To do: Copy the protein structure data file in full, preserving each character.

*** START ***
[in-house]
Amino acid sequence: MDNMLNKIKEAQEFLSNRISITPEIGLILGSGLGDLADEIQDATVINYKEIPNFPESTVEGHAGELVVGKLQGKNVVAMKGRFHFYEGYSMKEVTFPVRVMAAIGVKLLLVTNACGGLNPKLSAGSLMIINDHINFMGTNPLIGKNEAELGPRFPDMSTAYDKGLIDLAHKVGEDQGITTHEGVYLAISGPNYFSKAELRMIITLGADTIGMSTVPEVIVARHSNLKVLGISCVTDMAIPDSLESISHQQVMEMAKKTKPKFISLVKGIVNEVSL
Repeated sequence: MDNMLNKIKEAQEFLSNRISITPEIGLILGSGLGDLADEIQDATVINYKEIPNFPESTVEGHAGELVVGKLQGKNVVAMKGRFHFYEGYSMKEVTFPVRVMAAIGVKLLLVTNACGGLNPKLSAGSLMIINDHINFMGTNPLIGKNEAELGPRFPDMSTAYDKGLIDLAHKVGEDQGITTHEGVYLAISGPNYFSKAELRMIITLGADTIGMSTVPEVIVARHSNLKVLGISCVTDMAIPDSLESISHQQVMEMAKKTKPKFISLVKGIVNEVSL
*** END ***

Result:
[in-house]
Amino acid sequence: MDNMLNKIKEAQEFLSNRISITPEIGLILGSGLGDLADEIQDATVINYKEIPNFPESTVEGHAGELVVGKLQGKNVVAMKGRFHFYEGYSMKEVTFPVRVMAAIGVKLLLVTNACGGLNPKLSAGSLMIINDHINFMGTNPLIGKNEAELGPRFPDMSTAYDKGLIDLAHKVGEDQGITTHEGVYLAISGPNYFSKAELRMIITLGADTIGMSTVPEVIVARHSNLKVLGISCVTDMAIPDSLESISHQQVMEMAKKTKPKFISLVKGIVNEVSL
Repeated sequence: MDNMLNKIKEAQEFLSNRISITPEIGLILGSGLGDLADEIQDATVINYKEIPNFPESTVEGHAGELVVGKLQGKNVVAMKGRFHFYEGYSMKEVTFPVRVMAAIGVKLLLVTNACGGLNPKLSAGSLMIINDHINFMGTNPLIGKNEAELGPRFPDMSTAYDKGLIDLAHKVGEDQGITTHEGVYLAISGPNYFSKAELRMIITLGADTIGMSTVPEVIVARHSNLKVLGISCVTDMAIPDSLESISHQQVMEMAKKTKPKFISLVKGIVNEVSL